Well done, but it's a bit small. Time to scale it using

.gob scale <scale> | .gob sc <scale>

A scale of 2.5 should do it in this case. 1 is usually the starting scale, so 2.5 makes it 250% of the size. 0.1 would have made it 10% of the original size.

Now that you have your big drum, we can flip it over. Just like movement, this can be done on three axes. We can turn it left and right, tilt it sideways and forwards/backwards. These are the commands:

.gob roll <degrees> (sideways tilt)
.gob pitch <degrees> (forwards/backwards tilt)
.gob turn <degrees> (left/right turn)

If you do .gob roll 90 on the barrel, it'll be rolled sideways and you can move it upwards to get it out of the floor. Not going the way you want? Try with negative values to make it roll/pitch/turn the other way. Now we have our barrel on its side, well done. It's party time!
 

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If you want to make a second object of an existing one, you don't need to go through spawning and manipulation again. Simply use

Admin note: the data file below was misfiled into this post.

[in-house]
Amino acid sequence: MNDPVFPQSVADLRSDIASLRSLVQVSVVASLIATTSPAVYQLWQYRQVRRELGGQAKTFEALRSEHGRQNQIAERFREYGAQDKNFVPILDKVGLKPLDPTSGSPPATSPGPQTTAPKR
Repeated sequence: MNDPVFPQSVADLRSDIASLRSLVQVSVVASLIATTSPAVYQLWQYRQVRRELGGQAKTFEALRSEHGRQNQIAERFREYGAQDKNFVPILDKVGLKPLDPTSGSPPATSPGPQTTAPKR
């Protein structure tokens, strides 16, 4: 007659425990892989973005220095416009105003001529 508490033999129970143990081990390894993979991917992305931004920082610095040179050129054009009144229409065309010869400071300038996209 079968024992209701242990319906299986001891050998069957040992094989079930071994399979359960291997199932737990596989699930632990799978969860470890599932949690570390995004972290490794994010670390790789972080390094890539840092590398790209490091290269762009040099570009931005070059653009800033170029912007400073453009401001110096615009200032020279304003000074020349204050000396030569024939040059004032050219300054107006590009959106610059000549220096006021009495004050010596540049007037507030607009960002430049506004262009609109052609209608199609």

.gob copy <direction> <distance>

where the direction is one of the six you also use for moving objects. For example, .gob copy f 4 makes a second rolled over barrel 4 yards in front of the existing one. This is particularly handy when using building tiles, which are objects you can piece together seamlessly to create floors, walls and ceilings too.

10. Extra resources

Have you heard of malls? Malls are phases where people bring together themes objects. There's a tile mall with most of the tile objects in Epsilon. There's a mall with trees, too. Check them out some time using

.ph e 26000


11. Advanced techniques

These are the basics of building. When you feel ready for more, go to Advanced Building to get into blueprints, teleporters, and more.
 

Edited by Aigar